If you donít plan on having children in the next few years and donít currently have kids at home, having several bedrooms and a large backyard probably arenít huge priorities. This means youíll be able to save by buying a small home on a small property.

Similarly, if itís just you and a significant other living in the home, you may be comfortable with just one bathroom for the next few years. These omissions can save you a ton of money on your first starter home.

3. Transportation and proximity

Typically, when people buy their first home they are just getting settled into their career and may still change jobs a few times. Most workers in todayís economy change jobs between 10 and 15 times throughout their career and do so more often toward the beginning.

This means it will make sense for you to buy your first home within commuting distances to companies in your industry.

4. DIY and fixer-uppers

Homes that are in need of repairs or renovations can be a great way to save money and see a return on your investment when you decide to sell. Of course, there are limits to how many repairs are reasonable while still getting your moneyís worth from a home.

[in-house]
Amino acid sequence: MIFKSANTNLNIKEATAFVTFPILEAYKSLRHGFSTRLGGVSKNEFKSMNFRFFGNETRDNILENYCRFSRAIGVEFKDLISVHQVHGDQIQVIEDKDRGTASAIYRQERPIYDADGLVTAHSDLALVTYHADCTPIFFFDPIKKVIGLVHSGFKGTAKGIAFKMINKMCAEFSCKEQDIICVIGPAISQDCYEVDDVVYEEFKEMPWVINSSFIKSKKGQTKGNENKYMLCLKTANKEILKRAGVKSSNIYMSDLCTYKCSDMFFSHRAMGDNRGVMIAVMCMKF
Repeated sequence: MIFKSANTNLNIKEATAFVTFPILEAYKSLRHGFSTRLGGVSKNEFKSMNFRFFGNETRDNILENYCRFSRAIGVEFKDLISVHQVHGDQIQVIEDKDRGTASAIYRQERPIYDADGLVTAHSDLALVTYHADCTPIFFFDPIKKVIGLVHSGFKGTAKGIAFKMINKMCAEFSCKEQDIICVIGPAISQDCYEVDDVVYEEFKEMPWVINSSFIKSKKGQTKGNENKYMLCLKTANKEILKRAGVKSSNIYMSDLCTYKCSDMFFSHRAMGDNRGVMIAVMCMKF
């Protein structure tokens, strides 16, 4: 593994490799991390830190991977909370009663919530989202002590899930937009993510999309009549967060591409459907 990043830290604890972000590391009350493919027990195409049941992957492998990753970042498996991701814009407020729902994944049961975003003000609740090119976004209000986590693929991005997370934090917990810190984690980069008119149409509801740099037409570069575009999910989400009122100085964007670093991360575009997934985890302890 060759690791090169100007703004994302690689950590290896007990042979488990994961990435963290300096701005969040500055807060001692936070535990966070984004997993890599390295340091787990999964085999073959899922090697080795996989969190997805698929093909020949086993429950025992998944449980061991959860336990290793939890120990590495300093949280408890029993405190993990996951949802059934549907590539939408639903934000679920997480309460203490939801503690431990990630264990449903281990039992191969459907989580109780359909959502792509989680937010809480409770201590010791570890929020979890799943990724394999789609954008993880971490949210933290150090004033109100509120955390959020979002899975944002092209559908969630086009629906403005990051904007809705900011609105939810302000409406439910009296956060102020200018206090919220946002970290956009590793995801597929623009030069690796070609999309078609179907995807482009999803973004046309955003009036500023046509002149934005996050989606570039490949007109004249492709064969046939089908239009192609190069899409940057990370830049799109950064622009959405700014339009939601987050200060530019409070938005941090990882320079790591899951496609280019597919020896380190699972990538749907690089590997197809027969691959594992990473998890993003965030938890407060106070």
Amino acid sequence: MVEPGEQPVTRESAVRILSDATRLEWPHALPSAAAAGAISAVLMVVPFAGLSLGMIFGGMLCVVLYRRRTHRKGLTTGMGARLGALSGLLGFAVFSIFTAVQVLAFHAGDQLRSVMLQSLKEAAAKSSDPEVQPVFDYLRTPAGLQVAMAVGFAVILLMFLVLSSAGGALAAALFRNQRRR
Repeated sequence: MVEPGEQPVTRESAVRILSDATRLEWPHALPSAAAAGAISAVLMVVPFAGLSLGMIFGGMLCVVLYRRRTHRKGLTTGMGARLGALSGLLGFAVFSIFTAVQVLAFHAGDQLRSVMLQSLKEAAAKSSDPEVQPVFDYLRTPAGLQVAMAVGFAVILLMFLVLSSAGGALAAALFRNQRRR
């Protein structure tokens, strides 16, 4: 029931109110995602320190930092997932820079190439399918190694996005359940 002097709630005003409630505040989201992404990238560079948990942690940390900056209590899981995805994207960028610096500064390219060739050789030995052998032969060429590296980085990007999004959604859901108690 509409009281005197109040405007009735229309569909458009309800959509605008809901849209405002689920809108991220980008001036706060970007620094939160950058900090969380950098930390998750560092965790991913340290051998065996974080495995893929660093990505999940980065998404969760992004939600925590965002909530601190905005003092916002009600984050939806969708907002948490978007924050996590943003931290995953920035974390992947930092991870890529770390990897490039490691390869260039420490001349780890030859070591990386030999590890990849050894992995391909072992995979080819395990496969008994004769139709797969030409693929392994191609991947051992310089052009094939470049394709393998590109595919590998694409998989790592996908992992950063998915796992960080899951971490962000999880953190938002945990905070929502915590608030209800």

Youíll know from your home inspection or by doing a walk-through with professional contractors how much work is required to bring the home up to standards. Use those resources to ensure that youíre making a sound financial decision for your first home.




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Posted by Robin V. Wish on 11/19/2018

Buying your first home is a big endeavor, both financially and personally. Homeownership means taking on new responsibilities and bills, but it also means true financial independence.

If youíre hoping to buy a home in the near future, you might be wondering what you should be doing now to put yourself in the best position when it comes time to buy a home. Well, youíre in luck. Todayís post is a simplified list of all of the things you can be doing today to start making your way toward your ultimate goal of homeownership.

1. Pay off small debts